We've never had a lot of money, so we've had to be careful in our spending.  I try to apply that thriftiness to consumption of energy....it obviously doesn't work amazingly, because it takes a lot of energy to save money, but when I keep the idea of saving in mind, it helps me live a bit more wisely.  When you're low on money AND energy, it's a double blow.  It does help me to remember that I'm at poverty-level in the energy department.  I can't live like the "rich" person I once was.  I've learned to "work smart, not hard," and tools are my friend.  We just bought a t post puller.  It galled me to pay $45 bucks, but it's a lot more fiscally responsible for us than paying an hourly wage to have someone pull dozens of posts around our property.  Something that was impossible for me is now totally doable with the right leverage, metal, ingenuity, and all that.  Because you know what it means to have more desire than energy and strength, you may come up with some amazing tools that help people who are in similar circumstances, as far as wanting to do things their body can't.  If you haven't yet, search for "gardening tools for disabled."  It's pretty amazing.  I'd pay a pretty penny for a wooden gardening bench/stool that was sturdy, but I can't find one anywhere for any price, and I've been searching for weeks.  If you're internet savvy, you might  be able to build an etailing site specializing in tools for people with limitations of any kind.   As people have suggested, you tube could be a good avenue....you could do reviews on tools meant for disabilities, with the fee-applied link thingies.  You might even be able to get free equipment to review, so the expenditure could eventually potentially be not huge.

I've learned to be content in doing quieter things.  I've become a very talented crocheter out of self-defense, really.  It might be worth taking up knitting, knotting, beading, crocheting, weaving, or some other art/hand craft you have the dexterity, creativity, strength and desire to pursue....something you wouldn't have considered before because there were other things to consume you.  When you feel you've acquired some skill, you can teach it to others. Again...you tube....  But you could also combine your artistry with glamping/wofati-ing/tiny-house, etc.  Art retreats are really expensive, so marketed well, it could be a decent income stream.  You've been given the opportunity for a kind of fresh start, or do-over.  It's an adventure, even if you didn't go looking for it.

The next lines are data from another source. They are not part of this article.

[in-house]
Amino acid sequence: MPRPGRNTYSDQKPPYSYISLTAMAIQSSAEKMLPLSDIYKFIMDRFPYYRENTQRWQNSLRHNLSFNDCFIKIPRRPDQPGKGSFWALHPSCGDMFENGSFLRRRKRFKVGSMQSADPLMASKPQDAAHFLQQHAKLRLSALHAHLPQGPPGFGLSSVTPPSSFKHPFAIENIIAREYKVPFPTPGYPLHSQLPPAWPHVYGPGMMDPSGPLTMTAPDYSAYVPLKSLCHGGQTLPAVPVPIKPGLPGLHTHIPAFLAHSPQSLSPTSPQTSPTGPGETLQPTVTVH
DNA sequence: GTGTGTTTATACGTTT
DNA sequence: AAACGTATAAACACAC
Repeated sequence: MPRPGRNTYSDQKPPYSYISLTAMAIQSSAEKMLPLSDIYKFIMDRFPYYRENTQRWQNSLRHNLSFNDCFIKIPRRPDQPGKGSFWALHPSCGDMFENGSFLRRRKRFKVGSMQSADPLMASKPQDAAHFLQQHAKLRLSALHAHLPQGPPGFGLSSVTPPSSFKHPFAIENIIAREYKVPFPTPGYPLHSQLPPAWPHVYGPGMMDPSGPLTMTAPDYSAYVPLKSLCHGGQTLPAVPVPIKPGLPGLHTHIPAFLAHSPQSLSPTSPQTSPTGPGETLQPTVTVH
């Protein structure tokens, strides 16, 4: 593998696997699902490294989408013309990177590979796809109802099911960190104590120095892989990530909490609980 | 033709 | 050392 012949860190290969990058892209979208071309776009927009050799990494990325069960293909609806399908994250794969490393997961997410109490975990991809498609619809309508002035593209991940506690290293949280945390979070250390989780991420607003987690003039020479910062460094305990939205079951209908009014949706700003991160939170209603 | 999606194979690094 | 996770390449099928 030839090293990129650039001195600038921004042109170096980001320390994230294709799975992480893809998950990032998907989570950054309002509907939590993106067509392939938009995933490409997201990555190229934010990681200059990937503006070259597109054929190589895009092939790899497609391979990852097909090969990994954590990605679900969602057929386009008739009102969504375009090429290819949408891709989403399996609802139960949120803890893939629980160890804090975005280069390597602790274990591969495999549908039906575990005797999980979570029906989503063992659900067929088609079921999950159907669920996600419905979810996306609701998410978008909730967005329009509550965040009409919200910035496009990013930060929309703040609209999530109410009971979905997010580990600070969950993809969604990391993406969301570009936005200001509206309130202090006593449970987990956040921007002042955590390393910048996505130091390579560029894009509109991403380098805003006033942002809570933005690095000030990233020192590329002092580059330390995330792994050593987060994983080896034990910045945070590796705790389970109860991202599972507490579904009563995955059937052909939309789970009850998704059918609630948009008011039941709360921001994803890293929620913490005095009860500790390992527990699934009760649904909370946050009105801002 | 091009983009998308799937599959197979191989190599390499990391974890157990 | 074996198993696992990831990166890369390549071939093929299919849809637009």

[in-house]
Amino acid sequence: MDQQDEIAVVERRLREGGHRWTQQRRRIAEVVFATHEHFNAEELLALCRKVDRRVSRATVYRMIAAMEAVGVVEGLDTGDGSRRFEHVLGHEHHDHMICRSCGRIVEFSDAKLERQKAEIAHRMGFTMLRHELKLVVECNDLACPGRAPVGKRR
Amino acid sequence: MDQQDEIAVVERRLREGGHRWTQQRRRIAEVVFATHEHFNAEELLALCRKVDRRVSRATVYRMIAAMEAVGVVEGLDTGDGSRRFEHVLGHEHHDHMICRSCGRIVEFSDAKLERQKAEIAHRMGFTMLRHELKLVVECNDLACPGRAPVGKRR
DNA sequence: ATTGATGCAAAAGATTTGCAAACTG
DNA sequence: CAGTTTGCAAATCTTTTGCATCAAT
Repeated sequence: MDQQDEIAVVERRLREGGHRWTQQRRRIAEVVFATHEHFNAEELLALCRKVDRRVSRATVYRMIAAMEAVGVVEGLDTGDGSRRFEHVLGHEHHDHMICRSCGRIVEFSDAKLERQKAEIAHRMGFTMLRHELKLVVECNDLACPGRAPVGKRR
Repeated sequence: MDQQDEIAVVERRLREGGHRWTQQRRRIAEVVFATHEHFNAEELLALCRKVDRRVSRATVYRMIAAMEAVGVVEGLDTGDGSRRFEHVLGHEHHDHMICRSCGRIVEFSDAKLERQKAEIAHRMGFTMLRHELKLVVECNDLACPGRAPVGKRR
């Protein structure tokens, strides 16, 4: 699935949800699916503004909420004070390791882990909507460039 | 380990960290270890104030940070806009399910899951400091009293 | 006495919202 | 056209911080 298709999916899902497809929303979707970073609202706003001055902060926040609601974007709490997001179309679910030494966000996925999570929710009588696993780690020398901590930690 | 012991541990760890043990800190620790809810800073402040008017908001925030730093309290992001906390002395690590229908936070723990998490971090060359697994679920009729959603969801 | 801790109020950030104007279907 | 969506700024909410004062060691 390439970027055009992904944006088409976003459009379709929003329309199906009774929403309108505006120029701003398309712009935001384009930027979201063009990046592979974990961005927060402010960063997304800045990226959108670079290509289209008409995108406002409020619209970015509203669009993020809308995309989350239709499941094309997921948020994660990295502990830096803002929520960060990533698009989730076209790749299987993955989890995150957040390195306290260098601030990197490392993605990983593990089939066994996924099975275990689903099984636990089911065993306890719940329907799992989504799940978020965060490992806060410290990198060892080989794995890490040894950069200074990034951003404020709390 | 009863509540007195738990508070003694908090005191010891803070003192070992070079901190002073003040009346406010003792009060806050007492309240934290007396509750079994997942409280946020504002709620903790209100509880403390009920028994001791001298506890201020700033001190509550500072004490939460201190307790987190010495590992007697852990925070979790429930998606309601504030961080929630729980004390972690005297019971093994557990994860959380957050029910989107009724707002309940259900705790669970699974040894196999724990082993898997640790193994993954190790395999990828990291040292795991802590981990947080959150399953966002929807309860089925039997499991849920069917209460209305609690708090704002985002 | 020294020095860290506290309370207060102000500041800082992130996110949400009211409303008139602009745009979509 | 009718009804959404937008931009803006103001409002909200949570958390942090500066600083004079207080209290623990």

My one piece of advice as far as making money....in your situation, I'd really encourage you to pursue something that you LOVE.   Something that energizes your soul.  You really have to make a new life....your old one is gone.  As you build your new life, make sure it's one you want to live for a good, long while.

All the best to you!


 
Travis Johnson
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I have not replied to everyone, both from the forum reply's, and the private messages (called mooseages), but I have really been listening.

It is getting on towards fall, so I have been getting this house ready for winter. What I have been doing is making a list of things to do by priority, and then getting them done. But unlike a few years ago, I kind of go slow.

Permies has really helped. What I do is go out and work for awhile, and depending on the amount of energy expended, I come in after a bit, and just take a break. I get on here, make a reply or two, and then head out again. A lot of breaks is what I am saying. If it is tractor work, then I can go for a few hours, but if it is more physical work, then it might be a ten minute break every hour.

I just don't plan to get a whole lot done, but at least do something. Like yesterday; I made the driveway wider because it was a little narrow. It took a few hours to haul 7 yards of gravel out of my gravel pit, and then widen the driveway by a few feet, but it got done. Success, so other than pulling some staging together

Today I replaced a window. Normally I could put two in a day, but the second one I have to do can wait. Mostly because it was super hot out and I did not get the first window done. It bugs me, but if I wait until tomorrow, I won't be rushed and tired, and it will just plain come out better, so I will wait.

So I am coping.


 
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Zelda said

>  I'd really encourage you to pursue something that you LOVE.   Something that energizes your soul.


Yeah!  Travis, you do EVERYTHING, even now ongoing, and any fool can tell you love it, so maybe this is a little hard for you to see. But Zelda's advice is something to keep in front of you when making hard choices, now and later. It's the difference between living in truth and struggle and just surviving in struggle. And everybody close to you will benefit because you'll be happier and that's catching.

I keep trying figure out how to get this across some bean counter kids I know...


Cheers,
Rufus
 
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Location: Proebstel, Washington, USDA Zone 6B
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Hey Travis, you have some great ideas, you just need to know who is interested in paying you to carry some of them out. I think that turning this thread into Biological Reverse KickStarter would help you figure that out. Because there are people here who want to buy from you, you just need to figure out which projects can actually pay for themselves. So just start adding the dollar amount that people are willing to spend on your various projects. I, for example, am willing to pay $15 for either of the books that you have completed already. Once you publish one of them, either to here or to Amazon or wherever, I will buy it. I bet a bunch of other people would too. Other people might be willing to pay for videos of your farm. And other people have indicated interest in your farm implements. Give people the chance to commit their dollars, and I think you will find something worth pursuing.